Plans for a $700 million iron briquette manufacturing facility along the Maumee River received the green light from state environmental regulators Monday.
The Ohio Environmental Protection Agency announced it has issued a permit to build the facility, called IronUnits, on part of the former Gulf Oil refinery site on Front Street and Millard Avenue in East Toledo.
The facility is to be operated by Cleveland-Cliffs Inc., which has vowed to minimize fugitive dust particles and other forms of pollution.
Toledo-Lucas County Port Authority board chairman James Tuschman speaks during a press conference to announce that an East Toledo site had been selected for an iron briquette processing facility, Thursday, June 15, 2017. Plans for the facility received a green light from state regulators Monday.
Local environmentalist Sandy Bihn of Oregon has drawn comparisons to another recently built iron briquette facility in Portland, Texas.
There an Austrian steel company called Voestalpine has angered residents for a number of pollution issues, including airborne particles that have settled on area waterways. Loose soot is blamed for turning a stream red.
Both Cleveland-Cliffs and the Ohio EPA are aware of the controversy at the Texas plant and vow a much cleaner, tighter operation at the East Toledo site. The company has said there are many fundamental differences between the Voestalpine plant and the one planned for this area, both in terms of technology and in how material will be stored and managed.
Carbon monoxide, nitrogen oxides, particulate matter, and greenhouse gas pollutants are expected to be emitted along with other pollutants, but the Ohio EPA said none of the emissions will be at levels harmful to public health and the environment. The plant will produce 2.48 million tons of hot-briquetted iron a year, the agency said.
The East Toledo plant is scheduled to begin operation in 2020. Ms. Bihn has maintained it will be an eyesore, and is worried it will spew soot on boats plying the Maumee River as the city of Toledo tries to get the Marina District developed and build on the momentum generated in 2017 by the grand opening of ProMedica’s headquarters downtown, as well as the city’s reconfigured Promenade Park.
Ms. Bihn, Lake Erie Waterkeeper founder and Lake Erie Foundation executive director, accuses the Ohio EPA of purposefully withholding information about the Texas facility at the agency’s Jan. 18 public hearing in Waite High School about the proposed plant in East Toledo. The Texas facility’s problems were not brought up, but Ohio EPA Director Craig Butler strongly denied any intent on his agency’s part to deceive or mislead people, calling Ms. Bihn’s accusations “garbage.”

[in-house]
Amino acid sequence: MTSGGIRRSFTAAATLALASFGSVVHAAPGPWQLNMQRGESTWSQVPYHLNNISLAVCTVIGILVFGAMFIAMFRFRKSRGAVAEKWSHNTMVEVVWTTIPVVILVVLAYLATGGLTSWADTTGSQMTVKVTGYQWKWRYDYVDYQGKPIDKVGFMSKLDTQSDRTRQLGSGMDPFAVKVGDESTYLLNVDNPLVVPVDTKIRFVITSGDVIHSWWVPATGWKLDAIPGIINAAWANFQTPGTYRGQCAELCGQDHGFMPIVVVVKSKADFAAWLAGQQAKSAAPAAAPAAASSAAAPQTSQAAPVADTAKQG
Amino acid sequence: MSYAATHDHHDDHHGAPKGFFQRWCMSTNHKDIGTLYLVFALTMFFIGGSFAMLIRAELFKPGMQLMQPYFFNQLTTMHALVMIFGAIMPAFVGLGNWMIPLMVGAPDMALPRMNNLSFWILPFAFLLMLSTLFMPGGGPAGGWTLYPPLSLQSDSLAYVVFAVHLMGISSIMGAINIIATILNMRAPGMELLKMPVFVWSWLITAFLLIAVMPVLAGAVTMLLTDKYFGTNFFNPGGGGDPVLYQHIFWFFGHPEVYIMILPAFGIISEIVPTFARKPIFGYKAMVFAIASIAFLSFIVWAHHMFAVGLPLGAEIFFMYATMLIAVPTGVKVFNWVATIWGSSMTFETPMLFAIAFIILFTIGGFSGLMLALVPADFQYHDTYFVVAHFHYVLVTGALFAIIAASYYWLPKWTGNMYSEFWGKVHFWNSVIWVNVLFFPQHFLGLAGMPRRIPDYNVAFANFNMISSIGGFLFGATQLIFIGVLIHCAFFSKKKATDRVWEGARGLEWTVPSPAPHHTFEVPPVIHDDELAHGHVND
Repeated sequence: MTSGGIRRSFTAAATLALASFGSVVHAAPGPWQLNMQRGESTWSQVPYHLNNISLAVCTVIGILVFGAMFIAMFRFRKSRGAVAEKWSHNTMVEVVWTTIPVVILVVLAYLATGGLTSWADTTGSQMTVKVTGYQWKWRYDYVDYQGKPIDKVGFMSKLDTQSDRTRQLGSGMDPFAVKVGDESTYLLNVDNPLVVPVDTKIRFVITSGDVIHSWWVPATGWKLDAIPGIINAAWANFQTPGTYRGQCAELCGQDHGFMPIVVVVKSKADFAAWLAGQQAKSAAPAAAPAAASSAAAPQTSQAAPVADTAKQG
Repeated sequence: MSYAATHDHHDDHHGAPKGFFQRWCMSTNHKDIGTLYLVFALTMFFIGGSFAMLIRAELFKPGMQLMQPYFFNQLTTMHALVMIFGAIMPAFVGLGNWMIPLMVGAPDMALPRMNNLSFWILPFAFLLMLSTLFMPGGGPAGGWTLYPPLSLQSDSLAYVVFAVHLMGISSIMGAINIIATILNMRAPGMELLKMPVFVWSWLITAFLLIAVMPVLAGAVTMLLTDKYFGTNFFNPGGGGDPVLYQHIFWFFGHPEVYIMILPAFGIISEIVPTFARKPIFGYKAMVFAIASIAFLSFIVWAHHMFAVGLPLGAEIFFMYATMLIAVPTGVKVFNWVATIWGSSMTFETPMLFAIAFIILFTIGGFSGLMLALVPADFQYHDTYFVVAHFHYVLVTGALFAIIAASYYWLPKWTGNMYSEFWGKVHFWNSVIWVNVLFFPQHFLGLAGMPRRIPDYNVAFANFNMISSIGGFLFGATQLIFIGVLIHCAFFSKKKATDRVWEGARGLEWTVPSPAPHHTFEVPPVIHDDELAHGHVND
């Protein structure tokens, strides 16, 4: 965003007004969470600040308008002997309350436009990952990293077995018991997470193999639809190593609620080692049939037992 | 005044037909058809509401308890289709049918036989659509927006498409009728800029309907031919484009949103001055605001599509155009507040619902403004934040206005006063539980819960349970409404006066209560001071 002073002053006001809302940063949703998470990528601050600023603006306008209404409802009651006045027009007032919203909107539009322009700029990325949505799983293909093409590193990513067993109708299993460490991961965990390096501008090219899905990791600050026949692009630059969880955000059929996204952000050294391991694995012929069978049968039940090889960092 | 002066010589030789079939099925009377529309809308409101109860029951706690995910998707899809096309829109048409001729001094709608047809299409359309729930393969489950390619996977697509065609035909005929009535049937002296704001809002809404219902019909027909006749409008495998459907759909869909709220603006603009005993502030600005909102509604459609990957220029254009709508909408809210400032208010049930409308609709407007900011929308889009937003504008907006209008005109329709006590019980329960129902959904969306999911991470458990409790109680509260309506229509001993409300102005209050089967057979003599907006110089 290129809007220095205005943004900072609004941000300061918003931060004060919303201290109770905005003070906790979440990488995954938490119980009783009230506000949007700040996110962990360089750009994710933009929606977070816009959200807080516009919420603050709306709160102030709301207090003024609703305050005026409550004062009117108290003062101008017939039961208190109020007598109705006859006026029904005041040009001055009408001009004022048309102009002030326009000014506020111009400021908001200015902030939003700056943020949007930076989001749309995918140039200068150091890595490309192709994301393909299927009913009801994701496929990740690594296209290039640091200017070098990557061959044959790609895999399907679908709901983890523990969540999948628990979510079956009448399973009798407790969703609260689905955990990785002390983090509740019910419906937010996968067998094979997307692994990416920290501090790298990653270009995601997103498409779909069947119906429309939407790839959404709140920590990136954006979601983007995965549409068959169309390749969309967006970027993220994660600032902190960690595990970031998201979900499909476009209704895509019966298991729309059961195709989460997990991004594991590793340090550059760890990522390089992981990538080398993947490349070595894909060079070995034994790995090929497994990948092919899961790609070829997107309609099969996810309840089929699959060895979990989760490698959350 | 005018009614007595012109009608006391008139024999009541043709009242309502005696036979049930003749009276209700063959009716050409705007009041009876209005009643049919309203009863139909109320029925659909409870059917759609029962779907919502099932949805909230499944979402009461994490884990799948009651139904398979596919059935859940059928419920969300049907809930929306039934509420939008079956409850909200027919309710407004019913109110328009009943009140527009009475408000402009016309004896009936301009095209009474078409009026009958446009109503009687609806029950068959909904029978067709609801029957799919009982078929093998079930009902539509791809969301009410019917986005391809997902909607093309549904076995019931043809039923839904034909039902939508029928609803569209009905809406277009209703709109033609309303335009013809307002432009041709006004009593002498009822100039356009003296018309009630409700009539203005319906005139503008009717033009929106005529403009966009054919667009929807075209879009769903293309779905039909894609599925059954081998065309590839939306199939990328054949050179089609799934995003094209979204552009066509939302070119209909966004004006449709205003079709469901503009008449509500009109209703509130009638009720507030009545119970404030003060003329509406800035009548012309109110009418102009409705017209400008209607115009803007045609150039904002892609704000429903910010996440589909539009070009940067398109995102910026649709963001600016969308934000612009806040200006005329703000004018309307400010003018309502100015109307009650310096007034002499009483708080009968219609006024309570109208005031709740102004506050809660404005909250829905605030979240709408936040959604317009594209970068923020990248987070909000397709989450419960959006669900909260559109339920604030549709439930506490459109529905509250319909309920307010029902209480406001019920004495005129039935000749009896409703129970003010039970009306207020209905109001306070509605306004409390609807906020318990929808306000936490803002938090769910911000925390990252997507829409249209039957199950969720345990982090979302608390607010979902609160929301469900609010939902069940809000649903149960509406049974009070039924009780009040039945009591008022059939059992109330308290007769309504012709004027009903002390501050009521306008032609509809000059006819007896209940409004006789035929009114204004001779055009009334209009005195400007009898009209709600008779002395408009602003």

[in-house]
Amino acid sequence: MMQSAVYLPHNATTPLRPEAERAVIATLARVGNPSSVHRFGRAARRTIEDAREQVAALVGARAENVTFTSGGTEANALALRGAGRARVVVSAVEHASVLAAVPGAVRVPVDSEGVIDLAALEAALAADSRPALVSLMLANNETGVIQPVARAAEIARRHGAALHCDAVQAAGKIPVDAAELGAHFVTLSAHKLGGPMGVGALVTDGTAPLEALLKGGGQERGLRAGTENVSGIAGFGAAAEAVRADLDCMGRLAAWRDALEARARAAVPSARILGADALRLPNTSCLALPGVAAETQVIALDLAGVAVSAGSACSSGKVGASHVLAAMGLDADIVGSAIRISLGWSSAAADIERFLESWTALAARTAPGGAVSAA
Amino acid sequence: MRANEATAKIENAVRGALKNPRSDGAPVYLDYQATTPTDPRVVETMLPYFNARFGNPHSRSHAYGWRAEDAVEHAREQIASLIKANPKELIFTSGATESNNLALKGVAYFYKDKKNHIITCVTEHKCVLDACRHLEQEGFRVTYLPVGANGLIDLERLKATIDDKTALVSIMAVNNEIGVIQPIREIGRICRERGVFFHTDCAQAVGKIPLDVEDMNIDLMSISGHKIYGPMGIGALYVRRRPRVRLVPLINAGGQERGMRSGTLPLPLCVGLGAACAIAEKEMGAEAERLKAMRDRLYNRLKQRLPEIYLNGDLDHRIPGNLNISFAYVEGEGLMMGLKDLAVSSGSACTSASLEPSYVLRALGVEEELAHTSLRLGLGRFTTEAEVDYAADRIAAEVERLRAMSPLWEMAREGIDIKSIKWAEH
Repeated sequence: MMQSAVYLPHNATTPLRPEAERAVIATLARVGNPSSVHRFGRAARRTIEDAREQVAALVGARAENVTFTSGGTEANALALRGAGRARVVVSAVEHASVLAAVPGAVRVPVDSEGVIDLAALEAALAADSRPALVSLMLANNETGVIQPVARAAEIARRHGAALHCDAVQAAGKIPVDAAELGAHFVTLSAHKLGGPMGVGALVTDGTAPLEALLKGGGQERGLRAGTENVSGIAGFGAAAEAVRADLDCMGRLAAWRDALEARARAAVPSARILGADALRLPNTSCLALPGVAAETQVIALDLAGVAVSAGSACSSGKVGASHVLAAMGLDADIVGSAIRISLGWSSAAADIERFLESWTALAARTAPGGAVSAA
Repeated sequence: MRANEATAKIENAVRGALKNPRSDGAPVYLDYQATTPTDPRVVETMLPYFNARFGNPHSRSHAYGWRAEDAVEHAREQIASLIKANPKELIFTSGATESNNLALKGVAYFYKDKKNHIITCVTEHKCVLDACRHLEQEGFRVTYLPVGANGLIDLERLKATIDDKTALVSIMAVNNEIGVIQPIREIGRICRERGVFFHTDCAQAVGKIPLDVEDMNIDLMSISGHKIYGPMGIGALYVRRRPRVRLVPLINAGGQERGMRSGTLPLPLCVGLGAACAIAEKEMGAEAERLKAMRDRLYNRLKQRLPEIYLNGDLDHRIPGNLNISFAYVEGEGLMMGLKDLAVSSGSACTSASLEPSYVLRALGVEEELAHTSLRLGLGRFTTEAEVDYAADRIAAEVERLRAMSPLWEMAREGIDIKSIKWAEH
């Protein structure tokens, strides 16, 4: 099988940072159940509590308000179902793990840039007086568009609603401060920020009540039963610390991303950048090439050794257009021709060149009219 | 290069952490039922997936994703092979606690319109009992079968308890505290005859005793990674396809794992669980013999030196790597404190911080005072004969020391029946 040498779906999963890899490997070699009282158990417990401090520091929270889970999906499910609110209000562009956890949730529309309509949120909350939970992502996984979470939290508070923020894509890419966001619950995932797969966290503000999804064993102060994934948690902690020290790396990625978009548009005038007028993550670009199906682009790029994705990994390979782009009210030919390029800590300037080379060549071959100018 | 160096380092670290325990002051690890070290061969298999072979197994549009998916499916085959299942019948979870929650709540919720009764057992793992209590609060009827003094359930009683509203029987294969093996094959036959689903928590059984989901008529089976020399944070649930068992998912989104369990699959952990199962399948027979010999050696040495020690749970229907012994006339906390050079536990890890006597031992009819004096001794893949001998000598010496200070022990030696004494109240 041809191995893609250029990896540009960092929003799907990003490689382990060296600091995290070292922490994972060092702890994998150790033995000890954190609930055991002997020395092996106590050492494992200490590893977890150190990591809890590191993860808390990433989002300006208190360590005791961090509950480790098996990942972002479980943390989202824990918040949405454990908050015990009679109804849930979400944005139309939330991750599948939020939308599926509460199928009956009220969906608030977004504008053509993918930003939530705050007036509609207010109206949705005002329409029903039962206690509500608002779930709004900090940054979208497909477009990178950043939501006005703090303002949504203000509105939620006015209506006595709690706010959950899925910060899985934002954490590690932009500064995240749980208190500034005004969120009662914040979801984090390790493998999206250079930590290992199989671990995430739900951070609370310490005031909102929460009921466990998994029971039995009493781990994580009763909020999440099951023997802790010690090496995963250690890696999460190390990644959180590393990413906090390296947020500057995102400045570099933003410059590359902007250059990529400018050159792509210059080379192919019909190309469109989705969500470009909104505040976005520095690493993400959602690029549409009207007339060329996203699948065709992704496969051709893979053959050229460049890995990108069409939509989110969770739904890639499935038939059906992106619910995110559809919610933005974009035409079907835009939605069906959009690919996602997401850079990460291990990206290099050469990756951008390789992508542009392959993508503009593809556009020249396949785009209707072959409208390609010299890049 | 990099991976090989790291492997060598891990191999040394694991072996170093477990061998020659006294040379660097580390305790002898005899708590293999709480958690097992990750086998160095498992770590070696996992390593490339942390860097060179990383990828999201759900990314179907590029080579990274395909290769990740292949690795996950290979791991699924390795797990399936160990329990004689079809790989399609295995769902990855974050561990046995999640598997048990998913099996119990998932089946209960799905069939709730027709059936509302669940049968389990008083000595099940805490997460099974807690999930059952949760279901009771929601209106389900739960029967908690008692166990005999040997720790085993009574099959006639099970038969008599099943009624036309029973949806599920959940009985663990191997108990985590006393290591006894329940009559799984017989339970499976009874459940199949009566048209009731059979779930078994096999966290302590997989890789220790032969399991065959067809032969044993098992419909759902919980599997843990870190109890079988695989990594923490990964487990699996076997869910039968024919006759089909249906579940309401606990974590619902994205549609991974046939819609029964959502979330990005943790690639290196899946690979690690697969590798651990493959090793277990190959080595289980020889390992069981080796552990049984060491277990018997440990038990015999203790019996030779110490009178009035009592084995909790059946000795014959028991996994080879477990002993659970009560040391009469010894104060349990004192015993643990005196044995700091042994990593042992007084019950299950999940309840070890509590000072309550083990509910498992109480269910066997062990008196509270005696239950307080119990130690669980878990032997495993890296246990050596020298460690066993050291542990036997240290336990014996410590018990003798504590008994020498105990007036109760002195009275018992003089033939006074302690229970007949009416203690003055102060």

Ms. Bihn is a longtime member of Oregon city council and the city’s former clerk auditor, tax commissioner, and finance director. She built her reputation as an environmentalist by calling for greater state regulation of the Envirosafe hazardous waste landfill in Oregon.
David Cartella, Cleveland-Cliffs vice president of government and environmental affairs, told The Blade in a recent interview the Ohio EPA contacted the Texas Commission on Environmental Quality about the pollution there while reviewing the company’s permit application. That was done to avoid a similar situation at the proposed in East Toledo facility, he said.
The company itself was aware of the Texas controversy and used lessons from problems with the facility there in its final Cleveland-Cliffs design, Mr. Cartella said. He said Cleveland-Cliffs “did learn from them what not to do” and that his company is “really, really comfortable we’re not going to have the same issues they’re having down in Texas.”
A Cleveland-Cliffs fact sheet said the company included information about the Texas facility in its permit applications to the Ohio EPA and the city of Toledo. It said Texas authorities found 20 unpermitted and unregulated piles of material releasing dust.
Cleveland-Cliffs is proposing to build a facility that will make iron briquettes from taconite pellets, with natural gas as the plant’s fuel. The pellets are produced at one of the company’s three northern Minnesota facilities. The East Toledo facility would be strictly what is known in the industry as an HBI plant, an abbreviation for hot-briquetted iron.
Precautions are being made to ensure the shipment and storage of those materials are as dust-free as possible, said Clifford T. Smith, Cleveland-Cliffs’ executive vice president of business development and the executive in charge of the Toledo project.
Decisions on noise levels generated by the plant are to be regulated by the city of Toledo.
The end product, the iron briquettes, will be used by area steel mills, including North Star BlueScope Steel LLC in Delta, Ohio, to make automotive body parts and other products. The Toledo plant is to employ 130 people.
Guidelines: Please keep your comments smart and civil. Don't attack other readers personally, and keep your language decent. Comments that violate these standards, or our privacy statement or visitor's agreement, are subject to being removed and commenters are subject to being banned. To post comments, you must be a registered user on toledoblade.com. To find out more, please visit the FAQ.